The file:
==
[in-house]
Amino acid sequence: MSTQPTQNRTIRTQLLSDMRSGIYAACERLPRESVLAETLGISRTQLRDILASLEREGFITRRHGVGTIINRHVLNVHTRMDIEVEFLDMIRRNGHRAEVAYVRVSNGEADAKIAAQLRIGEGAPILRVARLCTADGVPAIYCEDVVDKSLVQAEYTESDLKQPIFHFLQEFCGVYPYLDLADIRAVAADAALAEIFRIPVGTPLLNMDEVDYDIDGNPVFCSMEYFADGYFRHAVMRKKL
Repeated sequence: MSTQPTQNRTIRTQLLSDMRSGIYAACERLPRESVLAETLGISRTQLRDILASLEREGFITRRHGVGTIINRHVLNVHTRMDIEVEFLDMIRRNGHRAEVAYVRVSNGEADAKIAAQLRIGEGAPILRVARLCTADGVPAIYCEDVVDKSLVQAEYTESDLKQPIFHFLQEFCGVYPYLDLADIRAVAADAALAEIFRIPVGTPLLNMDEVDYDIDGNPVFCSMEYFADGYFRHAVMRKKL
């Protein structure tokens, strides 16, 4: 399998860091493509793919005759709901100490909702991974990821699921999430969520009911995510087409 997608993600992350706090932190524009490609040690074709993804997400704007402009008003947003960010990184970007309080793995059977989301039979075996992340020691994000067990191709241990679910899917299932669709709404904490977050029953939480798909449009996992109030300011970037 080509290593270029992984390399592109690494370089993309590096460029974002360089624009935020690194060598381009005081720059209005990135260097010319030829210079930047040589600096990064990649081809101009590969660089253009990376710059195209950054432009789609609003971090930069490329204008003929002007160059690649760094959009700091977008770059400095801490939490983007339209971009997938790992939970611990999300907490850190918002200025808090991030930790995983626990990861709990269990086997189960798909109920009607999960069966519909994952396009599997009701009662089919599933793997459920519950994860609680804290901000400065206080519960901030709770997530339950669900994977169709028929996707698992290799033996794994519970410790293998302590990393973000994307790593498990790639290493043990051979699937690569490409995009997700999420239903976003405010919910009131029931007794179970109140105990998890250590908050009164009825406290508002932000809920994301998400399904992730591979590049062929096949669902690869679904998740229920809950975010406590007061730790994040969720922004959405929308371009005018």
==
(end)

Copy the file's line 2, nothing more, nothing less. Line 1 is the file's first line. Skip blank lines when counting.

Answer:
Amino acid sequence: MSTQPTQNRTIRTQLLSDMRSGIYAACERLPRESVLAETLGISRTQLRDILASLEREGFITRRHGVGTIINRHVLNVHTRMDIEVEFLDMIRRNGHRAEVAYVRVSNGEADAKIAAQLRIGEGAPILRVARLCTADGVPAIYCEDVVDKSLVQAEYTESDLKQPIFHFLQEFCGVYPYLDLADIRAVAADAALAEIFRIPVGTPLLNMDEVDYDIDGNPVFCSMEYFADGYFRHAVMRKKL